Charles and Alex [soon-to-be] Sharrer and have asked me to perform their ceremony. This letter isn’t the wedding sermon I’ll deliver Labor Day weekend, but it’s just as personal and just as appropriate.


You’re at a very exciting time in your life. It’s a time of possibility and adventure, where every conversation broadens your horizons and reminds you that you’re just getting started. This is the season where you’re discovering who God has called you to be and what God has called you to do. It is the time in your lives most shaped by destiny and desire, by purpose and promise.

I remember those days with fondness, and wish you well.

When I knew I wanted to marry Carmel I began to save up for an engagement ring. I stopped going out with friends. I worked extra jobs. I worked odd jobs. I sold some of what I owned. I pawned some of the things I loved.  I did everything I could to save money. I became consumed with saving as much money as quickly as humanly possible, so I could get the ring and ask the girl of my dreams to marry me.

What I didn’t realize at the time was that I was establishing a pattern for how to get the things I wanted. I was subconsciously teaching myself some things were so important that everything else had to be sacrificed in order to have them. Unwittingly I cultivated a work-ethic that bordered on mania, but only in service to what I wanted right then.

I don’t mean to suggest the sacrifices I made to earn the ring were foolish. Carmel was worth it. But most everything else is not.

The problem is that our greatest resource is also our greatest treasure. The biggest bargaining chip we have is also the thing we ought to protect above everything else. The one thing we’re tempted to give away is just about the only thing we should never surrender: ourselves.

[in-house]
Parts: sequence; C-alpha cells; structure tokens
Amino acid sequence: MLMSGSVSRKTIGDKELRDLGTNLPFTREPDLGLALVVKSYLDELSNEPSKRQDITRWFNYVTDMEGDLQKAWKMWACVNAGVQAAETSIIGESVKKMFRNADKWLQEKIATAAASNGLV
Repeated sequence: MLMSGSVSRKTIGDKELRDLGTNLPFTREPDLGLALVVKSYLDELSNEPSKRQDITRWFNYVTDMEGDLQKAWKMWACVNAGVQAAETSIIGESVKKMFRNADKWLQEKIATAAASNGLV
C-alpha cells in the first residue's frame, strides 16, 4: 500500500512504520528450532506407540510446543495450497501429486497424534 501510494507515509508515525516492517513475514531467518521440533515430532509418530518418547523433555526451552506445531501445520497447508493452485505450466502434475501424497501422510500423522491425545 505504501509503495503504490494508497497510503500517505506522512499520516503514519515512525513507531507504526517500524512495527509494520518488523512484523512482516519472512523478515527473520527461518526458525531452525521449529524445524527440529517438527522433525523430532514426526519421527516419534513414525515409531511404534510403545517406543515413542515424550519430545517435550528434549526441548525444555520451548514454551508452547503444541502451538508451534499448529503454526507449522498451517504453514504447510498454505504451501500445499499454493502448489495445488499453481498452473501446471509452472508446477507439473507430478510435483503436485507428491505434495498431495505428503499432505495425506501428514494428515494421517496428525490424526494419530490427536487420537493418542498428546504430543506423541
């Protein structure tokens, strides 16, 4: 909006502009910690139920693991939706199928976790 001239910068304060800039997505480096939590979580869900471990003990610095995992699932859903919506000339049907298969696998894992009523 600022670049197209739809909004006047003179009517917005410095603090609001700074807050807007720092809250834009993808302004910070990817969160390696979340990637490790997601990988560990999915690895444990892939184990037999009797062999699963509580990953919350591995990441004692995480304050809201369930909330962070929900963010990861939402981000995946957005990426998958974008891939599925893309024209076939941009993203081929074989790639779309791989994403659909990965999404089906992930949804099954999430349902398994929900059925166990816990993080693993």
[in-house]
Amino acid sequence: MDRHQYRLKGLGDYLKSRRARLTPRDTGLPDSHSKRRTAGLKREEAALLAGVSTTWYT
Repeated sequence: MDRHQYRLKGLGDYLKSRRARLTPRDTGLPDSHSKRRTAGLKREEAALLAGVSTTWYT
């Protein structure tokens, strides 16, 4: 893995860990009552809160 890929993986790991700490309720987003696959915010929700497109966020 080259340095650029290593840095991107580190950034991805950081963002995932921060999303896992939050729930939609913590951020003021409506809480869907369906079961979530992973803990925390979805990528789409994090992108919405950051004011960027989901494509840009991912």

When we want something badly enough, we’ll do just about anything to get it. We’ll work longer hours, work poorer jobs, accept lousier excuses, put up with more difficulty, and survive on less sleep. But you are not an inexhaustible resource. Once you start spending yourself, you stop being the person God has called you to be. You become irritable with the people you love, stingy with your money, jealous of your time, defensive about your character, dismissive about faith, and harsh in your estimation of other people’s suffering.

Everything in this world seeks to commodify us, to turn our lives into something that can be traded, bought, used up, and ultimately thrown away.

God is the only exception.

God does require that we deplete ourselves,[1] but only so he can fill us up again.[2] Whereas other things will use us, God promises to renew us day by day.[3]

I have been burned out at work, burned out on relationships, and burned out on hobbies as diverse as travel, exercise, and the arts. The only way I ever get un-burnt is through Christ. He is the healer, sustainer, restorer, redeemer, and Creator. [4]

As you dream about your life and craft the way you want it to look, don’t neglect God. Don’t even try to make God part of your life. Re-orient your life around Christ Jesus.

He makes all things new.[5]


[1] Galatians 5.24.

[2] Romans 15.13.

[3] Isaiah 40.31.

[4] Matthew 8.16; Psalm 55.22; 1 Peter 5.10; 1 Corinthians 1.30; John 1.3.

[5] Revelation 21.5.